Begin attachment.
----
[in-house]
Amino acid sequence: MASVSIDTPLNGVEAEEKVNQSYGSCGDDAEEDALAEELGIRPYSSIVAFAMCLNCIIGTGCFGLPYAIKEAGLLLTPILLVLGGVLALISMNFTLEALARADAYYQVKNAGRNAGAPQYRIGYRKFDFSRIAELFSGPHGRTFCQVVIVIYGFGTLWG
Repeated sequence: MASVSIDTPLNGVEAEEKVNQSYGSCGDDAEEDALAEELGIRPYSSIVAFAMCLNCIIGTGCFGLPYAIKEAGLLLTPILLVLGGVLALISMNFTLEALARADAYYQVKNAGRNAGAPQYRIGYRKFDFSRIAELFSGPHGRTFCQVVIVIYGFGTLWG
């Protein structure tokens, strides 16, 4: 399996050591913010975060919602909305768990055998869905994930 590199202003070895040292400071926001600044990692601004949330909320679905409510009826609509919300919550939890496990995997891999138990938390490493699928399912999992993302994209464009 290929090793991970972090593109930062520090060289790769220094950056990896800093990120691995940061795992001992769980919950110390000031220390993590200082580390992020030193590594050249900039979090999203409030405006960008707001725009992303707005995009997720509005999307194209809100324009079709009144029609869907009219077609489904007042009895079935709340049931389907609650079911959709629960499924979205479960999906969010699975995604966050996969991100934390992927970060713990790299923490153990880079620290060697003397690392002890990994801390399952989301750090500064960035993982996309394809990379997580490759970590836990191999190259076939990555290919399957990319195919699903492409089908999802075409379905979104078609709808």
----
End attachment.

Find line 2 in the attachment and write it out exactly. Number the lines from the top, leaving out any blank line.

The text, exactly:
Amino acid sequence: MASVSIDTPLNGVEAEEKVNQSYGSCGDDAEEDALAEELGIRPYSSIVAFAMCLNCIIGTGCFGLPYAIKEAGLLLTPILLVLGGVLALISMNFTLEALARADAYYQVKNAGRNAGAPQYRIGYRKFDFSRIAELFSGPHGRTFCQVVIVIYGFGTLWG